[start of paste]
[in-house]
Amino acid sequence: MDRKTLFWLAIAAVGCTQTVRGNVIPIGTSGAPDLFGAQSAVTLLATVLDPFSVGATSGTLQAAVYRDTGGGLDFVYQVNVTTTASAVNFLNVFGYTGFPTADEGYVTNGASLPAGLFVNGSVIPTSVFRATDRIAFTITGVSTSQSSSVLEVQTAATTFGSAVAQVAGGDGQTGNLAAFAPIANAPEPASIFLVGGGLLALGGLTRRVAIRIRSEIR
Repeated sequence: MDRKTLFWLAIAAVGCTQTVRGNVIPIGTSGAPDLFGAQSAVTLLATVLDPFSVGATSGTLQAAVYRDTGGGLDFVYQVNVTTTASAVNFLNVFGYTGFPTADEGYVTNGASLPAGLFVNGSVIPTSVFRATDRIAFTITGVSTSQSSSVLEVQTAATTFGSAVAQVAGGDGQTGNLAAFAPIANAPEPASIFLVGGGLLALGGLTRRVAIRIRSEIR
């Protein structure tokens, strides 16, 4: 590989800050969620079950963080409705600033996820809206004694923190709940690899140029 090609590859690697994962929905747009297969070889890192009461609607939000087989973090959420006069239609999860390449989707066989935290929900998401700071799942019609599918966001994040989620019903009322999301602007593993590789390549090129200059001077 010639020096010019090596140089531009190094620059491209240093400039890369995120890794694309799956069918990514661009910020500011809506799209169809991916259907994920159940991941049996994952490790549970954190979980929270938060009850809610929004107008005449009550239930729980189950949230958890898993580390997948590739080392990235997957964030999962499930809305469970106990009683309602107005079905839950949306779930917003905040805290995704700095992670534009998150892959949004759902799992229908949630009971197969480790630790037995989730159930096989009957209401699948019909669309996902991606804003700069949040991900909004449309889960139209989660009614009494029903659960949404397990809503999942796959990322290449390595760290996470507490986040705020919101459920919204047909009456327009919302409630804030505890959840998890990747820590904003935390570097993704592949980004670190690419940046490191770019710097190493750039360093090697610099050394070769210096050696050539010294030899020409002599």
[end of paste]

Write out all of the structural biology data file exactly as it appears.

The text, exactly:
[in-house]
Amino acid sequence: MDRKTLFWLAIAAVGCTQTVRGNVIPIGTSGAPDLFGAQSAVTLLATVLDPFSVGATSGTLQAAVYRDTGGGLDFVYQVNVTTTASAVNFLNVFGYTGFPTADEGYVTNGASLPAGLFVNGSVIPTSVFRATDRIAFTITGVSTSQSSSVLEVQTAATTFGSAVAQVAGGDGQTGNLAAFAPIANAPEPASIFLVGGGLLALGGLTRRVAIRIRSEIR
Repeated sequence: MDRKTLFWLAIAAVGCTQTVRGNVIPIGTSGAPDLFGAQSAVTLLATVLDPFSVGATSGTLQAAVYRDTGGGLDFVYQVNVTTTASAVNFLNVFGYTGFPTADEGYVTNGASLPAGLFVNGSVIPTSVFRATDRIAFTITGVSTSQSSSVLEVQTAATTFGSAVAQVAGGDGQTGNLAAFAPIANAPEPASIFLVGGGLLALGGLTRRVAIRIRSEIR
């Protein structure tokens, strides 16, 4: 590989800050969620079950963080409705600033996820809206004694923190709940690899140029 090609590859690697994962929905747009297969070889890192009461609607939000087989973090959420006069239609999860390449989707066989935290929900998401700071799942019609599918966001994040989620019903009322999301602007593993590789390549090129200059001077 010639020096010019090596140089531009190094620059491209240093400039890369995120890794694309799956069918990514661009910020500011809506799209169809991916259907994920159940991941049996994952490790549970954190979980929270938060009850809610929004107008005449009550239930729980189950949230958890898993580390997948590739080392990235997957964030999962499930809305469970106990009683309602107005079905839950949306779930917003905040805290995704700095992670534009998150892959949004759902799992229908949630009971197969480790630790037995989730159930096989009957209401699948019909669309996902991606804003700069949040991900909004449309889960139209989660009614009494029903659960949404397990809503999942796959990322290449390595760290996470507490986040705020919101459920919204047909009456327009919302409630804030505890959840998890990747820590904003935390570097993704592949980004670190690419940046490191770019710097190493750039360093090697610099050394070769210096050696050539010294030899020409002599």